A CANTONESE restaurant in the centre of Glasgow seems an unlikely focus of international intrigue.

But experts say reports that a network of “secret police stations” operated by the Chinese communist regime – including one based at the same address as the Loon Fung eatery in the city’s Sauchiehall Street – are not a surprise.

Human rights campaigners and international observers say they have watched Beijing launch an increasingly sophisticated operation to try to limit criticism of the Chinese government and keep tabs on their citizens abroad.

The allegations of overseas Chinese police “service stations”, operating in 21 countries spanning five continents and based in nondescript locations such as estate agencies and convenience stores were made by Spanish NGO Safeguard Defenders.

First Minister Nicola Sturgeon told MSPs the Scottish Government and Police Scotland are taking the reports of a secret Chinese outpost in Glasgow “extremely seriously”.

And an alleged Chinese police station in Dublin’s city centre was ordered to close by the Irish government after the reports emerged.

The Loon Fung restaurant in Glasgow has denied any involvement. “There’s no secret police here,” a spokesperson told journalists last week.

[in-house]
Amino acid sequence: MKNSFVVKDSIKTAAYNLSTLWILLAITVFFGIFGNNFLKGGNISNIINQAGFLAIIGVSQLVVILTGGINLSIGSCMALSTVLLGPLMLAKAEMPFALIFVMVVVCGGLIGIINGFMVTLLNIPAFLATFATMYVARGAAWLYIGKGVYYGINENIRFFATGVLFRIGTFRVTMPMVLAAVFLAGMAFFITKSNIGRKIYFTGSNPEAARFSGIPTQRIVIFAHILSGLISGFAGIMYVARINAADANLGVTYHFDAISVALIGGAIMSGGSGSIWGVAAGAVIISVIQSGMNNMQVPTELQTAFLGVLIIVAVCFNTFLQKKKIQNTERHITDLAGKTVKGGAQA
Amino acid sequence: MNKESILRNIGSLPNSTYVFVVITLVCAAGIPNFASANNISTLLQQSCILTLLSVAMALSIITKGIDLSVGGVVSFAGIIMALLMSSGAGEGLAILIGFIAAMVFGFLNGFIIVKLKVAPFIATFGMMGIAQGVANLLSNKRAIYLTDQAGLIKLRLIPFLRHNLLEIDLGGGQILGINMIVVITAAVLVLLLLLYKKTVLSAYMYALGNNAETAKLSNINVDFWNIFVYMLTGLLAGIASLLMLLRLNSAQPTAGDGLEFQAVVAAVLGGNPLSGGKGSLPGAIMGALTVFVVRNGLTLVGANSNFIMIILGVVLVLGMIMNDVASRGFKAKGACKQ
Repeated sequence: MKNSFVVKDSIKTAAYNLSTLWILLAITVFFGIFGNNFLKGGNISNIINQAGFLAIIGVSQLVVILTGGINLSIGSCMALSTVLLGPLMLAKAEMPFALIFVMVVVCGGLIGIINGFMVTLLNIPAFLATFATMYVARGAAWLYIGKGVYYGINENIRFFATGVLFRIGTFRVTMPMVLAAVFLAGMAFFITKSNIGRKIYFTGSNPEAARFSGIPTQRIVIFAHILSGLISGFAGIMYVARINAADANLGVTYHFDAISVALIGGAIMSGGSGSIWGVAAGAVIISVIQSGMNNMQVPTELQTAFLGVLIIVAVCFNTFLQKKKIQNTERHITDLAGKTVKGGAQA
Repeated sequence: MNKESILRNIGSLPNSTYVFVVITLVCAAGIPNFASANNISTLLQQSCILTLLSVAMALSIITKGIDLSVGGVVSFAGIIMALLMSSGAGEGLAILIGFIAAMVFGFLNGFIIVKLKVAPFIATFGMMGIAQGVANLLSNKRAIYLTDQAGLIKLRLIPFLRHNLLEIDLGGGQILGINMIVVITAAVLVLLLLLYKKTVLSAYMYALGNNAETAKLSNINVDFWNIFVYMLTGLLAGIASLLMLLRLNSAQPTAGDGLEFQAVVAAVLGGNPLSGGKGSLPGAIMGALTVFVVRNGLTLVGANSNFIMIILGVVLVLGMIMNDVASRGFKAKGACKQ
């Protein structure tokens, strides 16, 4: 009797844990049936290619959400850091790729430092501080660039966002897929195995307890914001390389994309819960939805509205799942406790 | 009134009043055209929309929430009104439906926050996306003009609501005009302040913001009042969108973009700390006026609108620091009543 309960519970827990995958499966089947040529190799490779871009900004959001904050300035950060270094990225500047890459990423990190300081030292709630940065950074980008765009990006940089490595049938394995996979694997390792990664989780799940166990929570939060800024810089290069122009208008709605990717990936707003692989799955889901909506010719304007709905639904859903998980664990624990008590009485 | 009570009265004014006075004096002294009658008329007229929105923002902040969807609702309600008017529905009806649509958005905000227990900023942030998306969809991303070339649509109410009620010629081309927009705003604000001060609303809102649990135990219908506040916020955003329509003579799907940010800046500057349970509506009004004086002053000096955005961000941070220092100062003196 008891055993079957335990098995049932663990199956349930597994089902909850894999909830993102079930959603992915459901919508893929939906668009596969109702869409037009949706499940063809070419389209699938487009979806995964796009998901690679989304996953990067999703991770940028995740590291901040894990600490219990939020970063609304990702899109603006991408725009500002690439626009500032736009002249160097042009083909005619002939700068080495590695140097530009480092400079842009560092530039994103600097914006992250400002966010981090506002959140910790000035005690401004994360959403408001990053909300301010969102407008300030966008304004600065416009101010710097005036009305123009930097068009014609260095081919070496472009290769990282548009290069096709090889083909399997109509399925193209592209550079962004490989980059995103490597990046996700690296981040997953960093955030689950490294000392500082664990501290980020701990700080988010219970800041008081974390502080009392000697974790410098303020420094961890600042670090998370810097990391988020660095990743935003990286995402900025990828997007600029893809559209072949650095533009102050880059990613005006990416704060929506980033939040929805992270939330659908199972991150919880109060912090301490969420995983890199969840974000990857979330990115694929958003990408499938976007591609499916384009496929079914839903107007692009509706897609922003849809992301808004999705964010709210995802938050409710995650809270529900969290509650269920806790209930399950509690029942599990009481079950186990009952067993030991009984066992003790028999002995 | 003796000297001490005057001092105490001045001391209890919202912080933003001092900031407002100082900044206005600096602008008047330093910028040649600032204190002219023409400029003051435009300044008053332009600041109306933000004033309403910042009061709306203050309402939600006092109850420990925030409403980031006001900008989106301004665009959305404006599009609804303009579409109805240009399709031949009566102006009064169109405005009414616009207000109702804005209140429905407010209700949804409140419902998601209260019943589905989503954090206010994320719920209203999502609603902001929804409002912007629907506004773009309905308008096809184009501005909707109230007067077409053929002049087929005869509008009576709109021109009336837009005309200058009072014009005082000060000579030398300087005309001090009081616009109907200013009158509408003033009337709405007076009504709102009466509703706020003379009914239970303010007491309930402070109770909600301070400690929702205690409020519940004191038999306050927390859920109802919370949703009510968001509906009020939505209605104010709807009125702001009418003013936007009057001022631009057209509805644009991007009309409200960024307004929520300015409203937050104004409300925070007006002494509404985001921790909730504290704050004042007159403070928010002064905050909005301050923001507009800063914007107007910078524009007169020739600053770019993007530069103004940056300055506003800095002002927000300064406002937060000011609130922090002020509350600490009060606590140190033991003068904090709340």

Ian Williams, former Channel 4 Asia correspondent and author of The Fire Of The Dragon: China’s New Cold War, said people may have the idea of a police station with a “light out the front and uniformed men wandering around”, but it appeared to be something “more informal and potentially more sinister”.

The National: Ian Williams.

He said: “The restaurants and the real estate shops and the takeaways named have all seemed pretty surprised to be told they have been listed in a Chinese police document as part of their overseas network.

“Are they front organisations, are they places perhaps where people meet and documents and information exchanged – either with or without knowledge of the owners of the organisations?

“But certainly the Fuzhou police name them as part of their network for going after fraudsters as they describe them, and other ‘miscreants’.